• FairTax would reduce Washington lobbyists – Ask the average person how much tax they paid last year and they will exclaim, “I didn’t pay any tax, I got a refund!” The paycheck withdrawal hides the amount of taxes that people pay. A sales tax would make the amount of tax someone pays blatantly obvious. This would help control bad spending and provisional earmarks in Congress.
  • FairTax is good for the environment – FairTax specifies that the sales tax is only on NEW goods. Used goods would be tax free; this would force things to have a longer use cycle. If a product still has useful life, it would remain in circulation, as a new good would have a 23% tax. The wealthy would pay more tax dollars, but the rate would be the same.
  • FairTax would cause growth – Ever hear of an offshore bank account? Do you know why the wealthy “hide” their money in these accounts? They do so to avoid the taxes that the US government charges. It is estimated that between $8 – 15 Trillion are contained in these tax shelters. Reduce that tax and this money floods back to the US to be used by banks and lending institutions for local loans.

LGBT Issues:

  • Filing Jointly – There would be no such thing as filing in FairTax, therefore equalizing this problem in our current tax code.
  • Taxing Benefits – My partner receives his health benefits from my employer, but unlike my straight married colleagues, I must tax on his benefits. Does this sound fair? FairTax removes this inequality.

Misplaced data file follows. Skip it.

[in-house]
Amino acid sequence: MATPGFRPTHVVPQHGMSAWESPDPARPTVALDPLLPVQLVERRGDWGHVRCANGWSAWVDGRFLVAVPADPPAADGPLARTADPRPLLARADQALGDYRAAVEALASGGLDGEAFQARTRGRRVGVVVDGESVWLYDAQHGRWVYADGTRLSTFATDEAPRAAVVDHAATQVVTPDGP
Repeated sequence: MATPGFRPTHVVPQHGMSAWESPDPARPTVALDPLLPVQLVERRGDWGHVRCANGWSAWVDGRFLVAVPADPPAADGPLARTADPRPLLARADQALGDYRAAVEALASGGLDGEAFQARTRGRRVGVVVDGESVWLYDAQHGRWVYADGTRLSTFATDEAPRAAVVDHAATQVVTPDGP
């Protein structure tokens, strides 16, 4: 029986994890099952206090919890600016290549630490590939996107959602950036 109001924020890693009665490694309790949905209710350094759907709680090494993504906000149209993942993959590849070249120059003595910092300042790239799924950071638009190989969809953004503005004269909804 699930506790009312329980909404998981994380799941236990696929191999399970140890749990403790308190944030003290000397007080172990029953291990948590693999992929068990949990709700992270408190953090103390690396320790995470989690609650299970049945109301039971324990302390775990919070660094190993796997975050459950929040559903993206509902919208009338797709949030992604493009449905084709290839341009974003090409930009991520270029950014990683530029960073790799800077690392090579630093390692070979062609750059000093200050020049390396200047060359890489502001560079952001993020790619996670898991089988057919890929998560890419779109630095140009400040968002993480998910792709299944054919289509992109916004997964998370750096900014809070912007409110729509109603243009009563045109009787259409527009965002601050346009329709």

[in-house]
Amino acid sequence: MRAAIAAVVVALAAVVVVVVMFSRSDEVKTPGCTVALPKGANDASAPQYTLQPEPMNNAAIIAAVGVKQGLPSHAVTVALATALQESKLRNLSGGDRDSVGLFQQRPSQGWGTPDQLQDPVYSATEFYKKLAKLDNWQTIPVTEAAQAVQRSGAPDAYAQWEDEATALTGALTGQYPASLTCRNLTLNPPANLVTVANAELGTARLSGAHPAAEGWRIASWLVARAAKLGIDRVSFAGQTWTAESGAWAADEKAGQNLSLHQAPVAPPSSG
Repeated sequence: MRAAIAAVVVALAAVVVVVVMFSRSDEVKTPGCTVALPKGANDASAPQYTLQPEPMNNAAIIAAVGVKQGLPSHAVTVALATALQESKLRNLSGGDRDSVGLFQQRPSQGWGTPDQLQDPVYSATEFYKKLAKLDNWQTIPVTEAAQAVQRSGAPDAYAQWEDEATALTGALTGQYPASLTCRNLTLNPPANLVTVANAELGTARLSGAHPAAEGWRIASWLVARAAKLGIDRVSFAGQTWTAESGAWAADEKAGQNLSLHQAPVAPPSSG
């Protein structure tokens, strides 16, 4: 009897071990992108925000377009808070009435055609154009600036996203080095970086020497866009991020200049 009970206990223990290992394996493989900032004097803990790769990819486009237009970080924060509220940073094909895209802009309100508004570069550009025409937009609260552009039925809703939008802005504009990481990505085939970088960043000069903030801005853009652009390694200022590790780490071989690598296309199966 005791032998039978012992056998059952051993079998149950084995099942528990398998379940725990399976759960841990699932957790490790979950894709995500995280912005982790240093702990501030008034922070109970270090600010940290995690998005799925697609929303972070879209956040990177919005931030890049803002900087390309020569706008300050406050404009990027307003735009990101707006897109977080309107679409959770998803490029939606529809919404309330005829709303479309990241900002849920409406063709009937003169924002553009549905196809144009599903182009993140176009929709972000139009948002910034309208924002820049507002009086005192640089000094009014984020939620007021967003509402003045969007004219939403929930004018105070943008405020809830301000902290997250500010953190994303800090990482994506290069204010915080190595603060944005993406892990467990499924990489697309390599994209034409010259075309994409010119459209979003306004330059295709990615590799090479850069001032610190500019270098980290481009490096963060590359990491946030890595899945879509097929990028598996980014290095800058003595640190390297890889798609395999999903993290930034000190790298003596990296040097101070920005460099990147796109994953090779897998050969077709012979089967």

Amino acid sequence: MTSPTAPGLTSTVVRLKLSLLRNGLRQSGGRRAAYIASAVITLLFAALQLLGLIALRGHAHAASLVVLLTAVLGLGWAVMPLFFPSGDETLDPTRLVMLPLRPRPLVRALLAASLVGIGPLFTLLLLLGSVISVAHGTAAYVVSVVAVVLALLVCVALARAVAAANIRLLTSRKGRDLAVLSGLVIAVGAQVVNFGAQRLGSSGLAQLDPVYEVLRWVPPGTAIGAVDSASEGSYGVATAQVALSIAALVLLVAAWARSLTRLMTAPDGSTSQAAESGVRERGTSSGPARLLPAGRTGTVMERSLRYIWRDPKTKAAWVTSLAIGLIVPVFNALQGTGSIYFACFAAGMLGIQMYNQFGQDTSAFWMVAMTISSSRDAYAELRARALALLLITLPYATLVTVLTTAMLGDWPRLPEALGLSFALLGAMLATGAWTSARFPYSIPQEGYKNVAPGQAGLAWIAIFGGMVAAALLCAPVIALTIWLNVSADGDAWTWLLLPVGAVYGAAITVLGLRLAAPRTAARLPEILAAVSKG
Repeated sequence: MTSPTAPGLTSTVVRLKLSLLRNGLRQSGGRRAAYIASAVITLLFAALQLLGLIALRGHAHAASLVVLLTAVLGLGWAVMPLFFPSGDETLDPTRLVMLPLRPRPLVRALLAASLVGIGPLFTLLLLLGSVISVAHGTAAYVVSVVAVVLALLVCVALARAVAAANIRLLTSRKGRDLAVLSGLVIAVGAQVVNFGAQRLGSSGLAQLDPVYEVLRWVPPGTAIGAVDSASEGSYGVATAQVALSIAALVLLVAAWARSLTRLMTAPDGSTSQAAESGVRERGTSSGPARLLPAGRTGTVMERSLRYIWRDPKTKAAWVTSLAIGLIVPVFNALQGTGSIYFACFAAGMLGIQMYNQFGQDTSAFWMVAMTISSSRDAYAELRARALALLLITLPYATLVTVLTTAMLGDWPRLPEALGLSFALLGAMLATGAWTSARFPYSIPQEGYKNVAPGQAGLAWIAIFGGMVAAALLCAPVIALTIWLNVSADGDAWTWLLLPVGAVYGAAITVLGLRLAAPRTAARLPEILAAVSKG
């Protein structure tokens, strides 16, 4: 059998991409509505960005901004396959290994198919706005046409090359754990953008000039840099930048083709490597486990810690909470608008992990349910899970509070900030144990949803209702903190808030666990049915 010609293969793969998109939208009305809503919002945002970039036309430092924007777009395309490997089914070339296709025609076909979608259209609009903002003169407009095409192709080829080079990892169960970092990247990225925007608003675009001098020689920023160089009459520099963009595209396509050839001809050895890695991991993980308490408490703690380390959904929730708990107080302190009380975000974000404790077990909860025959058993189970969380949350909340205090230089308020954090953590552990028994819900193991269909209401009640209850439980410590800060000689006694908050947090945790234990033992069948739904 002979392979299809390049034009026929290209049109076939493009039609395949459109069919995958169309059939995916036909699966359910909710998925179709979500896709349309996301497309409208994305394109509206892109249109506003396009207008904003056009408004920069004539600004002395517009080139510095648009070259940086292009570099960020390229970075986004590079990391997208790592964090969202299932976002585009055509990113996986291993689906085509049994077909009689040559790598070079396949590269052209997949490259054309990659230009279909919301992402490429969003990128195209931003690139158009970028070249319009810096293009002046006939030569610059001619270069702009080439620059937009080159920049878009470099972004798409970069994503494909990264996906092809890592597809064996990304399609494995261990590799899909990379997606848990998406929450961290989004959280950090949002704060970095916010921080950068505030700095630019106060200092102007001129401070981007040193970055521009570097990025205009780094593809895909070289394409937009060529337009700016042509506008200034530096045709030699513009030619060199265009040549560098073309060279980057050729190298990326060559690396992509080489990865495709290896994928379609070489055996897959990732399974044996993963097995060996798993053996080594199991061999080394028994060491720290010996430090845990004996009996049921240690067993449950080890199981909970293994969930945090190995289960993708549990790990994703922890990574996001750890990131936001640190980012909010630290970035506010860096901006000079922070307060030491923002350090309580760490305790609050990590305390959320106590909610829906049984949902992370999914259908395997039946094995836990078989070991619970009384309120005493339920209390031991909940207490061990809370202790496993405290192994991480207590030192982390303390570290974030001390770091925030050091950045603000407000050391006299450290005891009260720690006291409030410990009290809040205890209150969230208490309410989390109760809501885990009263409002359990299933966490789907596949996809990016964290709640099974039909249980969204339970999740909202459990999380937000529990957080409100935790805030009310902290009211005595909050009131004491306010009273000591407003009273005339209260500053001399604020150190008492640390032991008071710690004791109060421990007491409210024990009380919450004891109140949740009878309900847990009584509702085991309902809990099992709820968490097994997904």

• Estate/Inheritance Tax – Today, if a same sex couple own assets together and one of the couple dies, the estate has to pay tax on these assets before it can be transferred to the other. Married couples do not have to pay as there is a right of transfer of their jointly owned assets. By removing the estate/inheritance tax, this situation goes away.
  • Gift Tax – Many same sex couples own a house together. In a situation where one of the members of the household makes the house payment, the IRS can look at the other member as receiving a “gift” of equity and could be forced to pay tax on that gift should they be audited. Married couples do not face this challenge as assets are jointly owned. Gay couples are not legally allowed to pass money between them without resulting in gift tax that they should report to the IRS. Think about retirement age, or is one of them got ill and had large medical bills. FairTax eliminates this unfair taxation.

To join the discussion on FairTax and the LGBT community, please join the yahoo group LGBTFairTax or visit for more information about the FairTax movement.

More about Phil Lavoie
Phil Lavoie grew up just outside Boston Massachusetts and has been working since he was 12. He’s been a newspaper boy, the guy who puts rubber bands on lobster claws, a caddie, and an IT support guy.

Phil has been living in the Midwest for over 4 years. He and his partner moved to Indianapolis in 2006 to have their money go further and to be able to put aside some for retirement. He spends a vast amount of his spare time worrying about finances and preparing his taxes. Phil is an avid fan of the FairTax act and hopes to create more fans out of the gay community.